In the past we usually only had spätzle alongside a turkey or a roast with gravy for special holiday meals. In more recent times I’ve started making it far more often (since it doesn’t really take that much more effort) and serving it with my Mom’s goulash, layered up with caramelized onions and shredded cheese like gruyere (the German version of mac and cheese aka Käsespätzle) or the way I’ve shown it here with ham and lentil soup (aka Linsensuppe).

Needless to say, no matter how you serve German spätzle (butter, gravy, goulash, cheese or lentil soup), to me they are the best homemade noodles out there because they not only taste amazing but also conjure up deep and profoundly happy memories for me.

Happy… cooking?!


German Spätzle noodles piled high in a dark blue and white geometric patterned bowl.

If you liked this recipe you are going to love these ones!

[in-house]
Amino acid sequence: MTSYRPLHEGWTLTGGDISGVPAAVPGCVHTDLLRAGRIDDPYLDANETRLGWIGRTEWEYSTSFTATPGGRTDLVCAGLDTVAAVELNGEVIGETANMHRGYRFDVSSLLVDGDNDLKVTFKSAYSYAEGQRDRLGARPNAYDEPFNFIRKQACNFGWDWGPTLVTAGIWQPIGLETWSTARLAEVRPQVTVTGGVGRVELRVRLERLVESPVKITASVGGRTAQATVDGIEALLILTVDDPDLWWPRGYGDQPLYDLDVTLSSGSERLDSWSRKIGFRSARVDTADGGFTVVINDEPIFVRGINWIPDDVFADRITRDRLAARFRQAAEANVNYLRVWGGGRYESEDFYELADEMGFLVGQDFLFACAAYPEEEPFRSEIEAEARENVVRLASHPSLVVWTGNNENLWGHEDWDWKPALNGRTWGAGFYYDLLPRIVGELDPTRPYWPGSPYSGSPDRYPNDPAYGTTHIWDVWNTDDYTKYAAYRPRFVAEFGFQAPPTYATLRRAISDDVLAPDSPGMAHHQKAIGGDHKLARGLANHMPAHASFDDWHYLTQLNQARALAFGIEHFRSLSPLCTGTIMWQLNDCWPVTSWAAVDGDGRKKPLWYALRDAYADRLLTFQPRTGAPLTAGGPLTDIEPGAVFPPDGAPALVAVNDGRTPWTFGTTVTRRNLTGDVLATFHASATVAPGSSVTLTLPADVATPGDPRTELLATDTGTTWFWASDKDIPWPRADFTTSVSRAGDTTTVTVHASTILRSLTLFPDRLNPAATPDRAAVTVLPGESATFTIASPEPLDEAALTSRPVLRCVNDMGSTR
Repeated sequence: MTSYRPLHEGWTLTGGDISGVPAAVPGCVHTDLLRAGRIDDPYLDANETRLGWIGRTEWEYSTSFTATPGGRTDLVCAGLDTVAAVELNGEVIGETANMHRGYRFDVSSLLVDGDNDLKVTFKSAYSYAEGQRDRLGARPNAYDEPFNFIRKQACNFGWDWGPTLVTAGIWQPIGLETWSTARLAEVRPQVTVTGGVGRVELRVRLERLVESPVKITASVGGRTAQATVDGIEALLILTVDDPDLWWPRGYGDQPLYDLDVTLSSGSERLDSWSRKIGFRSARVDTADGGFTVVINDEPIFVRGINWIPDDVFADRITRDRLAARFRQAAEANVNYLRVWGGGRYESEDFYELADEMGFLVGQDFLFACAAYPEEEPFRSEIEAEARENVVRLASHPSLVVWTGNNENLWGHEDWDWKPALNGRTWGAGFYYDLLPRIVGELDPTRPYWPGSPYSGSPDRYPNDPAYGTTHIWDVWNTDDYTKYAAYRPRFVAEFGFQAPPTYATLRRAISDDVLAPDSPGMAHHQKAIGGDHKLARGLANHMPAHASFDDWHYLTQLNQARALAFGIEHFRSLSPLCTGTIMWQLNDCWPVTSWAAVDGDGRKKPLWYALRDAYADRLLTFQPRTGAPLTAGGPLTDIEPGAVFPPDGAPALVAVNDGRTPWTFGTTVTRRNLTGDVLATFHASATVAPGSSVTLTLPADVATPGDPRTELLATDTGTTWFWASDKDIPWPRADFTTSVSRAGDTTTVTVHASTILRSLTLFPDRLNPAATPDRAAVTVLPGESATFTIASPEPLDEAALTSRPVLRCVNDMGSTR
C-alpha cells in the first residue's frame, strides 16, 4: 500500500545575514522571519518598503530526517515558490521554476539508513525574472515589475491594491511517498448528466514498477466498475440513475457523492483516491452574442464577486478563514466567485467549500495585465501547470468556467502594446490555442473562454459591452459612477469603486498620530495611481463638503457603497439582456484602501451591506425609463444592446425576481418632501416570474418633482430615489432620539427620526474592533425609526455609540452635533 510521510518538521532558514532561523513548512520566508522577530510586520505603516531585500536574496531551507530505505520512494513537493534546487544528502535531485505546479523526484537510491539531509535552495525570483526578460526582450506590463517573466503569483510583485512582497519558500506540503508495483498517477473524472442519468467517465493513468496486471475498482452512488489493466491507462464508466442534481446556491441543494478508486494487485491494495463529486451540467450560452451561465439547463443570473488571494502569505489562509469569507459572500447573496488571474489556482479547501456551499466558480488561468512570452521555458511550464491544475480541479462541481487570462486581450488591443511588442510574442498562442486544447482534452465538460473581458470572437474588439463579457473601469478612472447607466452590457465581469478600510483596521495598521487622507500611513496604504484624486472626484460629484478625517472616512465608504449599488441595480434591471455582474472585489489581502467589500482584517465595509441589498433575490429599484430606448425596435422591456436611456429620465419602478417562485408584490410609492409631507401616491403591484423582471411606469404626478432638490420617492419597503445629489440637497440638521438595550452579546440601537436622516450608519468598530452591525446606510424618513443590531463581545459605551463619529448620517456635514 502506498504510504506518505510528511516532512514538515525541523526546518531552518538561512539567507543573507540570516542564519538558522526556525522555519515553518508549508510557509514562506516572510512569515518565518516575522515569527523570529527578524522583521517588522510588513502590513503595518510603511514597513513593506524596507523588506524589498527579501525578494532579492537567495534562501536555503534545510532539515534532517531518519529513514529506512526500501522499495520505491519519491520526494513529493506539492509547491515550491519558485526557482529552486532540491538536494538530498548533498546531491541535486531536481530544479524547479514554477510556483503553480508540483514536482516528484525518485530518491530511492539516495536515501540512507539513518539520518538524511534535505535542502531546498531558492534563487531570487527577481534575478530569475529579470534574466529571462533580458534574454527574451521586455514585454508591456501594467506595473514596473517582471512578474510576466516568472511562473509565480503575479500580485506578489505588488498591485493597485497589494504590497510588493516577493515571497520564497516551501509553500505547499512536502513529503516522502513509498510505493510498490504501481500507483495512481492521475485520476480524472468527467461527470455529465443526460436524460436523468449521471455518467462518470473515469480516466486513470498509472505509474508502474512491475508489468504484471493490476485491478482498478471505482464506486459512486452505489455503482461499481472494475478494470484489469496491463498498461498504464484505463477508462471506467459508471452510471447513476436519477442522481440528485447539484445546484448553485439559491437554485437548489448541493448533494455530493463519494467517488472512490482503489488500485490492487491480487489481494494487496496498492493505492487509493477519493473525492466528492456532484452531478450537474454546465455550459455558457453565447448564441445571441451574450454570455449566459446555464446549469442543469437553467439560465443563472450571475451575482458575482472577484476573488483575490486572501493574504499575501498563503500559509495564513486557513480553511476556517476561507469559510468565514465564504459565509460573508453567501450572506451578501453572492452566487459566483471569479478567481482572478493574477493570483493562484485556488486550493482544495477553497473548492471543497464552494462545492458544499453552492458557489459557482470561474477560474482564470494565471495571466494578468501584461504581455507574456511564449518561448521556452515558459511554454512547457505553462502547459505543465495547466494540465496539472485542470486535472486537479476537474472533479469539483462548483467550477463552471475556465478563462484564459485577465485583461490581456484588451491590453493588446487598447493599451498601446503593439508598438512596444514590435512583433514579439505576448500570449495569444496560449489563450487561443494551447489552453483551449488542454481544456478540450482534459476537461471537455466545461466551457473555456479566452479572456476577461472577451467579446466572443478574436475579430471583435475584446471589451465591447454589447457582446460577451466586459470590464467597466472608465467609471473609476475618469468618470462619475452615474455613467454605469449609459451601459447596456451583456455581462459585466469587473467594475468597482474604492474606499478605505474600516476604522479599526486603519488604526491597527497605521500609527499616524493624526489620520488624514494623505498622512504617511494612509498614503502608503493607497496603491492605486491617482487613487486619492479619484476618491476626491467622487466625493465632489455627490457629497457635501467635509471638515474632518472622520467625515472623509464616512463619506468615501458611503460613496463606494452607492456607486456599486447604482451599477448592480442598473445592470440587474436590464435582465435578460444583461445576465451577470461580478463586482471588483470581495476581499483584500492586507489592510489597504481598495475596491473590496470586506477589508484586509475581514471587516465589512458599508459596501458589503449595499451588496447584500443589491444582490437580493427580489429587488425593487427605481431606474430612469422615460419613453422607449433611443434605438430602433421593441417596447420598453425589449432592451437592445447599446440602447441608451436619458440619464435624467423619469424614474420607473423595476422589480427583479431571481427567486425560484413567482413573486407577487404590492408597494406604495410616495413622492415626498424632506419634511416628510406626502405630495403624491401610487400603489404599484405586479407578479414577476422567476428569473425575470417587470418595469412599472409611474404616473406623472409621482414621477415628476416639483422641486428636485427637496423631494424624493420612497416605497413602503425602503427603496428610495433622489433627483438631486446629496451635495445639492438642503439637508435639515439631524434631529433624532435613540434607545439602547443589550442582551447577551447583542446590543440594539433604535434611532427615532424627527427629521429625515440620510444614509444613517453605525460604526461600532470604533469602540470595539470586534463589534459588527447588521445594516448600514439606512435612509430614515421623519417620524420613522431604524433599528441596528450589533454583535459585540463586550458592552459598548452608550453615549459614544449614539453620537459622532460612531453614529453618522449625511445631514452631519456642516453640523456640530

German Schwäbisch Style Pretzels
Spelt Flammkuchen (German Pizza)
German Rhubarb Streusel Cake

Oma’s German Spätzle

Course Dinner, Lunch
Cuisine German
Keyword Noodles, Pasta, Spaetzle, Spätzle
Servings 6 people
Author Sophie


  • 510 grams organic, all purpose wheat flour
  • 2 tsp sea salt
  • 4 large eggs
  • 125 mL water (1/2 cup)
  • 187 mL homogenized milk (3/4 cup)
  • 56 grams unsalted butter (1/4 cup) for the pan keeping the spätzle warm


  1. Preheat your oven to 170F or the lowest/keep warm setting. Put the butter into a 9×13" or similar sized glass baking dish and place the dish in the oven to warm and melt the butter.